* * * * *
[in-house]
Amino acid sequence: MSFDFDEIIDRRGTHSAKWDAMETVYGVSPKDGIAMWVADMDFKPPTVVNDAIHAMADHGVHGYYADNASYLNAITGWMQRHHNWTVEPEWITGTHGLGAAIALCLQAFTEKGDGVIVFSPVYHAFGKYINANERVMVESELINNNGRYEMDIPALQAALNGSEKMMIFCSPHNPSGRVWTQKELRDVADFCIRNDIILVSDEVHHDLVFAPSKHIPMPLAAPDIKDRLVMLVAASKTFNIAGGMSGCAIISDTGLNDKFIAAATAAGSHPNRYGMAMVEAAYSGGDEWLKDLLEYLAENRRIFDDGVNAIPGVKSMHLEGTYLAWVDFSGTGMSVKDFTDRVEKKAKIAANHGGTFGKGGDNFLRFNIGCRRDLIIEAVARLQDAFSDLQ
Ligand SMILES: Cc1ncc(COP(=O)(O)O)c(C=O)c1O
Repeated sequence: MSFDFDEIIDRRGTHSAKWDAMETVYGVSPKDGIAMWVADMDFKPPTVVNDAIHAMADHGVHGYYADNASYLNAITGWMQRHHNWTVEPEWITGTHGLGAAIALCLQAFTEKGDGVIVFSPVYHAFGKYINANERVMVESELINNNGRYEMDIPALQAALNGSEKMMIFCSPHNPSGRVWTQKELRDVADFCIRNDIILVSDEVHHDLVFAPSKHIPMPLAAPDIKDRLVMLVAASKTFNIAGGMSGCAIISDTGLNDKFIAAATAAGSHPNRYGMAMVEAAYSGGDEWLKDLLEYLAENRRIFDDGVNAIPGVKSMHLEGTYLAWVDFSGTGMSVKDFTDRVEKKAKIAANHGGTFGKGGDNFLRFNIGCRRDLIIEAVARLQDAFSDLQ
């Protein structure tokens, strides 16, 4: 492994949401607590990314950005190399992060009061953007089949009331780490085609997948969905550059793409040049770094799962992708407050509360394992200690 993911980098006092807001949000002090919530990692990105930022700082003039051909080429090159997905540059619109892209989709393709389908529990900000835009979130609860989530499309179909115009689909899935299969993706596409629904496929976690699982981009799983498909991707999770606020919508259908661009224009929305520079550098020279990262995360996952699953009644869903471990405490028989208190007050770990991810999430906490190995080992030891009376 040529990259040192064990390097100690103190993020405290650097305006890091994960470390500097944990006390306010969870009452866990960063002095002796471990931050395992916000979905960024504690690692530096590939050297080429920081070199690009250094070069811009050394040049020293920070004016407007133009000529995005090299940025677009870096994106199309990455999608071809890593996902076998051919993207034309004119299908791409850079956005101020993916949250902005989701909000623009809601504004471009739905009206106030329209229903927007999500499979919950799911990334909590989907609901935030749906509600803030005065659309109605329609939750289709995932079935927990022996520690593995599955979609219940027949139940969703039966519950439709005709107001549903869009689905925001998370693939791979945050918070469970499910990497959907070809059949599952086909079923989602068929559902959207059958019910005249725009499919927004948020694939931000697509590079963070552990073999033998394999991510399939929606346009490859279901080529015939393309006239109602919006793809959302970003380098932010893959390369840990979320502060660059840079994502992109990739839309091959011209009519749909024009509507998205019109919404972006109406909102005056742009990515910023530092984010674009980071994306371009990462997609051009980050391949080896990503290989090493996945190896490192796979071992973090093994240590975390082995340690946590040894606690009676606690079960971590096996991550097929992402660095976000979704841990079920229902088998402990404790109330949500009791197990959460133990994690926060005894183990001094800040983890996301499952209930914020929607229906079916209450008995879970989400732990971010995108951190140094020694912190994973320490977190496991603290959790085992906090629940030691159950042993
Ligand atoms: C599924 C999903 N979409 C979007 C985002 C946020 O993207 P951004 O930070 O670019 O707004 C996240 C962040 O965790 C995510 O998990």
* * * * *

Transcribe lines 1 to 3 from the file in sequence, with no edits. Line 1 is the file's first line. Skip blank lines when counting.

[in-house]
Amino acid sequence: MSFDFDEIIDRRGTHSAKWDAMETVYGVSPKDGIAMWVADMDFKPPTVVNDAIHAMADHGVHGYYADNASYLNAITGWMQRHHNWTVEPEWITGTHGLGAAIALCLQAFTEKGDGVIVFSPVYHAFGKYINANERVMVESELINNNGRYEMDIPALQAALNGSEKMMIFCSPHNPSGRVWTQKELRDVADFCIRNDIILVSDEVHHDLVFAPSKHIPMPLAAPDIKDRLVMLVAASKTFNIAGGMSGCAIISDTGLNDKFIAAATAAGSHPNRYGMAMVEAAYSGGDEWLKDLLEYLAENRRIFDDGVNAIPGVKSMHLEGTYLAWVDFSGTGMSVKDFTDRVEKKAKIAANHGGTFGKGGDNFLRFNIGCRRDLIIEAVARLQDAFSDLQ
Ligand SMILES: Cc1ncc(COP(=O)(O)O)c(C=O)c1O